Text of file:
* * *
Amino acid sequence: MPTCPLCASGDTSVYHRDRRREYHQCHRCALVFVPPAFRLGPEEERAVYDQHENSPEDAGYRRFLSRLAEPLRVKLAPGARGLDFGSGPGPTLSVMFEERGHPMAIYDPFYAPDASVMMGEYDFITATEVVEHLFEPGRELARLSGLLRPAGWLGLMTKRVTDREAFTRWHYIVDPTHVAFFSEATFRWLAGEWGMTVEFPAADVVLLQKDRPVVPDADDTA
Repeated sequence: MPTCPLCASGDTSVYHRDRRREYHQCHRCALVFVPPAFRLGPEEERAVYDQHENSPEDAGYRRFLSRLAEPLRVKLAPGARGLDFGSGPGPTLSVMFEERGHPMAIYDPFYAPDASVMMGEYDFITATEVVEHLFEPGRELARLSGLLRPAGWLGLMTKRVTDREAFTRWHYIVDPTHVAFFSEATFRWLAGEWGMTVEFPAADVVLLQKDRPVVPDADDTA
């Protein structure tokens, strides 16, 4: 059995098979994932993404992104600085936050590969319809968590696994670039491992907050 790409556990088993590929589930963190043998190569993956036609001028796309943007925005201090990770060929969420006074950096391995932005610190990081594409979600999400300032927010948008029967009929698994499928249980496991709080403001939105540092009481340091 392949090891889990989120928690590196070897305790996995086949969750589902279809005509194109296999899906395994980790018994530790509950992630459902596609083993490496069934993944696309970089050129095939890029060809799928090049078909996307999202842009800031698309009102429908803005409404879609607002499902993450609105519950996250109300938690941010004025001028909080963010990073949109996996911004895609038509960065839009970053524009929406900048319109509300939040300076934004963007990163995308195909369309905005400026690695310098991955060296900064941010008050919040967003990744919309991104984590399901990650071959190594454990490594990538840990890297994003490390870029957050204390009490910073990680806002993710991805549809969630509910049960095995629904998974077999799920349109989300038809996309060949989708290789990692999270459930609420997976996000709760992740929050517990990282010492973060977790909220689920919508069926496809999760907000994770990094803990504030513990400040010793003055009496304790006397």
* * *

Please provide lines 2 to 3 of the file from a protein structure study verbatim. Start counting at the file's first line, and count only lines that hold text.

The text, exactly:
Repeated sequence: MPTCPLCASGDTSVYHRDRRREYHQCHRCALVFVPPAFRLGPEEERAVYDQHENSPEDAGYRRFLSRLAEPLRVKLAPGARGLDFGSGPGPTLSVMFEERGHPMAIYDPFYAPDASVMMGEYDFITATEVVEHLFEPGRELARLSGLLRPAGWLGLMTKRVTDREAFTRWHYIVDPTHVAFFSEATFRWLAGEWGMTVEFPAADVVLLQKDRPVVPDADDTA
């Protein structure tokens, strides 16, 4: 059995098979994932993404992104600085936050590969319809968590696994670039491992907050 790409556990088993590929589930963190043998190569993956036609001028796309943007925005201090990770060929969420006074950096391995932005610190990081594409979600999400300032927010948008029967009929698994499928249980496991709080403001939105540092009481340091 392949090891889990989120928690590196070897305790996995086949969750589902279809005509194109296999899906395994980790018994530790509950992630459902596609083993490496069934993944696309970089050129095939890029060809799928090049078909996307999202842009800031698309009102429908803005409404879609607002499902993450609105519950996250109300938690941010004025001028909080963010990073949109996996911004895609038509960065839009970053524009929406900048319109509300939040300076934004963007990163995308195909369309905005400026690695310098991955060296900064941010008050919040967003990744919309991104984590399901990650071959190594454990490594990538840990890297994003490390870029957050204390009490910073990680806002993710991805549809969630509910049960095995629904998974077999799920349109989300038809996309060949989708290789990692999270459930609420997976996000709760992740929050517990990282010492973060977790909220689920919508069926496809999760907000994770990094803990504030513990400040010793003055009496304790006397």